Philly Bike Expo is a great event that is attracting attendees from farther and farther away, great exhibitors and a strong conference presence
I remember when a customer came in looking for a pair of midlevel mountain bikes for his kids, who were really starting to enjoy thrashing the woods with dad. He wanted a pair of roughly $1,000+ bikes, and features such as hydraulic disc brakes and somewhat modern 2x10 drivetrains. All we had that week were very basic bikes with spindly plastic derailleurs. And when I asked the manager if there was any way we could request bikes to suit our region so we wouldn’t be caught lacking, I was told to sit down and shut up. Big brother at corporate knew better. Sell what you have, even if the size isn’t right or the customer wants something different! I saw all this first-hand and eventually gave my notice when working at a location that had become dysfunctional, with a district manager asleep at the wheel. Some positives My frustration and anxiety about the future of cycling was soothed a bit by a few things. First, I went to work quite quickly at an LBS and helped that shop have one of its best years ever, even with record breaking levels of rain all year long. That shop paid me almost twice what the big chain had paid me, they recognised cycling experience as something of value, and so do the customers, 22 | March 2019
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who expect something a bit beyond a ‘big box’ store in sales and especially mechanical experience. In a year when the big chain failed, we had a very successful year – stressing consistent pro level mechanical work has value that can sustain a shop. I also had a smile on my face at my new LBS employer. A few days each week, we had a bunch of teens under the age of 15 who would stop by and talk about their rides. And they weren’t scared to do their own mechanical work. They were thrilled about seat bags and water bottles and all the things I discovered when I was ten or 11. This group gave me hope, and the fact that my new LBS actually hires 15-year-olds is something I had thought no longer happened. And while the demise of the big industry trade show was viewed as ominous, I have been attending excellent regional or niche shows that are growing. Philly Bike Expo is a great event that is attracting attendees from farther and farther away, great exhibitors and a strong conference presence. The North American Handmade Bicycle Show (NAHBS) is a bit niche, but it’s a strong niche based on what I saw at the Q1 2018 event. So, the clouds have silver linings it seems. Between these thoughts here and my new, evolving attempt to foster a cult of achievement in those entering the sport, maybe I can be less worried about the future of my passion. n www.bikebiz.com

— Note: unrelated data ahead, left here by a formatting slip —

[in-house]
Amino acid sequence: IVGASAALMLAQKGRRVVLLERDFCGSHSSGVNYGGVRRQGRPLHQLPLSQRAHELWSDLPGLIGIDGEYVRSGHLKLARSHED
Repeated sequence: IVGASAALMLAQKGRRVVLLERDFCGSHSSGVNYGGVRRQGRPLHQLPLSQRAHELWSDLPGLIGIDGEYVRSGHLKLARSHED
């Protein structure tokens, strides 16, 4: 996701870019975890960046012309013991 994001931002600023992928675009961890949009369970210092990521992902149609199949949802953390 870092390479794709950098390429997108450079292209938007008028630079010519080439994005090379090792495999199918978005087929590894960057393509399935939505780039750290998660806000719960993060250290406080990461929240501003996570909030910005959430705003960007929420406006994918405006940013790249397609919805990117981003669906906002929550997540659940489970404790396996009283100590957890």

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Foam is where the heart is Tannus chats to BikeBiz about its new Armour insert, developed with the Aither technology, and what sets it apart in the market How was 2018 for the Tannus team? Since Taipei 2018, when we announced we would be launching the Armour, to say we have been busy would be putting it mildly. 2018 was undoubtedly our best year to date as we saw huge growth globally.
24 | March 2019
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With Messingschlager taking over the new Armour distribution across much of Europe and Moore Large in the UK, 2019 promises to be an even better year and we are incredibly excited about the Armour launch on 4th April.
What is the Armour? In short, the Tannus Armour is a foam insert that sits between your inner tube and tyre and acts as an additional layer of protection and vibration dampening. Whether it’s broken glass on the city roads that causes punctures, sharp rock sections on the trails in Fort William that slice our sidewalls, or pinch flats from hitting the corners of potholes or large rocks, keeping the air in our tyres is paramount to allowing us to enjoy riding. There is nothing worse than pushing your bike back, knowing others are riding. The Armour focuses on preventing three main types of puncture: • Sharp objects such as glass, thorns and nails that tend to cause such problems for city commuters and adventure touring cyclists • Sidewall protection. A massive race killer for downhill and enduro riders where the jagged rocks, flint and other razor sharp stones can shred your sidewall in a split second, no matter how much sealant you put in. • Pinch flats – common to both types of rider, when you hit an object and the impact causes your tyre to press your inner tube against the rim and you get those familiar ‘snake bite’ marks that let all your air out. The way we prevent these three types of punctures is in the bead-to-bead protection the Armour gives. At the apex, the part of the tyre in contact with the ground, the Armour provides an additional 15mm of protection on top of your tyre (so roughly 20mm of protection in total) as well as 2mm of sidewall protection that ensures that air stays in your tyres no matter what, so you can continue to ride all day long. As a last resort, in the case your valve fails or for whatever reason you leak air, the Armour will protect your rim to the extent that you can ride home on a totally flat tyre, at up to 10km/h without damaging your rim. So no matter what, you are still riding and not pushing your bike home. While the Armour will keep you riding all day long, the ride quality is something we focused on hugely during the development stages. Vibrations from bad roads or downhill trails takes its toll and effects how long we can ride comfortably before the arm ache kicks in. The Armour has been designed to absorb a huge amount of this vibration and dissipate the force evenly. The result is a very noticeably smoother, quieter and more comfortable ride. Is there any specific part of the market you are targeting with the Armour? What makes the Armour so exciting for us in these pre launch days (official launch is 4th April) is that we have had so much interest from just about every discipline within the cycling industry. Not matter what you ride, we can all identify with needing to keep air in our tyres. Although we wish it did, city life doesn’t wait around for you to fix a puncture. Time is precious, whether you are on your way to work, heading home or escaping for a weekend in the country. Nobody wants to be on the side of the road, covered in oil and wishing they had brought their pump. The Armour gives that reassurance that nothing is going to stop you riding.